While my life was full at this time, I had an overwhelming sense that something was missing. And that something certainly had something to do with the lack of outdoor action I was having, and people to share this with. But there was also a vague desire to give something back. So, frustrated with the way my social life sat, combined with my love of nature and a science degree up my sleeve, I started environmental volunteering. And long story short, this soon evolved into me leading a Landcare group for other like-minded young people who were equally passionate about the environment, and had a desire to explore the natural world.

Campsite chills

Ever since I set up Intrepid Landcare in the Illawarra seven years ago, I have been attracting like-minded people into my life. I never intended to have the personal social outcomes from running a volunteer organisation that I have. And while I knew young people preferred to volunteer with their peers, I was more interested in connecting them to projects which would benefit them in many ways. But over the years, as people have come and gone, I have met some of the most amazing people I could have ever imagined. And it’s these wonderful humans who make up the core of my tribe today, and this is the very reason I will never stop volunteering.

Yoga. What?

Of my eleven pals who joined me in the alps on the weekend, almost all of them I met through Intrepid Landcare.

We not only volunteer together, but now head out on massive camping expeditions, have been overseas together, on epic road trips together and I have had some of the best times of my life with these people. All of them keen on nature and the great outdoors, and all of them happy to get their hands dirty and protect the very thing that makes us feel alive.

Crossing the Snowy River

Now I’m not saying everyone should go out and volunteer with Landcare to find their tribe, but it certainly starts with being connected to what gets you out of bed.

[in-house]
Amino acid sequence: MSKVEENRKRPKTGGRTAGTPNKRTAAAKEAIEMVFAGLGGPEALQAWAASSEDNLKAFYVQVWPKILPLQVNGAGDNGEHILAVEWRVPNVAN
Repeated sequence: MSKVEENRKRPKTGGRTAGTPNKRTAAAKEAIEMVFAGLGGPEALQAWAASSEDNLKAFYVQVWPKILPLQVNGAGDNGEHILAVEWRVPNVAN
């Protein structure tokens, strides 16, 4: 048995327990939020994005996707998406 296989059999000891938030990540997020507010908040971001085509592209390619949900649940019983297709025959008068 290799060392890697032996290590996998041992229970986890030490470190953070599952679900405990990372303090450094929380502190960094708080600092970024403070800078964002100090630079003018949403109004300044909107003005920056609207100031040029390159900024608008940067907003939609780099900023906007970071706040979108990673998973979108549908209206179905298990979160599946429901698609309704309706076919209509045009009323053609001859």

What gets you out of bed?

Being connected to what I’m passionate about has been biggest thing that has guided me over the years. It has not always been so clear, and that’s OK. We often get caught up in what other people are living and breathing, measuring ourselves against their façade of happiness and success, trying to fit the mould. And as a result we can totally lose sight of what we really want and need to make ourselves feel fulfilled and happy, and ultimately attract the right people into our lives.

Working on getting clear on what that is, and staying true to what I want to contribute to, how I want to spend my time, and what I enjoy doing has been absolutely key for me. And while this is always evolving, being aware of what it is right now, is the place I come from when making decisions in all aspects of my life. And this has led to me finding the right people to connect with.

Alpine beauty and a window of light 😉

So if you’re feeling a little lost, ask yourself, ‘what do I dig about life?’ and ‘how can I get more of that around me?’

My love of the great outdoors and nature has certainly been my guiding light, it has created the flow I needed to get me everywhere I need to be in life.

I guarantee that once you are in touch with this yourself, you will start to make clearer life decisions, and find networks and opportunities to get involved in. Or you can always create your own like I did 😉

Either way, before you know it, you’ll have found your tribe.

These guys 🙂